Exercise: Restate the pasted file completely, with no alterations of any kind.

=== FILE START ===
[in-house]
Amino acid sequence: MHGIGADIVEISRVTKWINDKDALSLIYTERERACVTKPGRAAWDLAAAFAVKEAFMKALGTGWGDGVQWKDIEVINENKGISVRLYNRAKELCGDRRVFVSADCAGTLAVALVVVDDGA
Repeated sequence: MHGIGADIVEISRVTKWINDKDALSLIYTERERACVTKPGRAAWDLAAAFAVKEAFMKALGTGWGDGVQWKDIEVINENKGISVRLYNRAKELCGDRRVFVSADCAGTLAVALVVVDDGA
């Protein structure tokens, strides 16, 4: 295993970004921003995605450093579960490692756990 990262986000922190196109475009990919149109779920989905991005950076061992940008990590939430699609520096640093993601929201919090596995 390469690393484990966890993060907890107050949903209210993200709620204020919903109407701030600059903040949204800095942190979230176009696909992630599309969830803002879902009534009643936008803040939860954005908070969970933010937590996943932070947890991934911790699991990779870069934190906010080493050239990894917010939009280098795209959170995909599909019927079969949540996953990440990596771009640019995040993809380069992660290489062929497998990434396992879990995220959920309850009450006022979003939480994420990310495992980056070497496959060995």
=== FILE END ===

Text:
[in-house]
Amino acid sequence: MHGIGADIVEISRVTKWINDKDALSLIYTERERACVTKPGRAAWDLAAAFAVKEAFMKALGTGWGDGVQWKDIEVINENKGISVRLYNRAKELCGDRRVFVSADCAGTLAVALVVVDDGA
Repeated sequence: MHGIGADIVEISRVTKWINDKDALSLIYTERERACVTKPGRAAWDLAAAFAVKEAFMKALGTGWGDGVQWKDIEVINENKGISVRLYNRAKELCGDRRVFVSADCAGTLAVALVVVDDGA
């Protein structure tokens, strides 16, 4: 295993970004921003995605450093579960490692756990 990262986000922190196109475009990919149109779920989905991005950076061992940008990590939430699609520096640093993601929201919090596995 390469690393484990966890993060907890107050949903209210993200709620204020919903109407701030600059903040949204800095942190979230176009696909992630599309969830803002879902009534009643936008803040939860954005908070969970933010937590996943932070947890991934911790699991990779870069934190906010080493050239990894917010939009280098795209959170995909599909019927079969949540996953990440990596771009640019995040993809380069992660290489062929497998990434396992879990995220959920309850009450006022979003939480994420990310495992980056070497496959060995």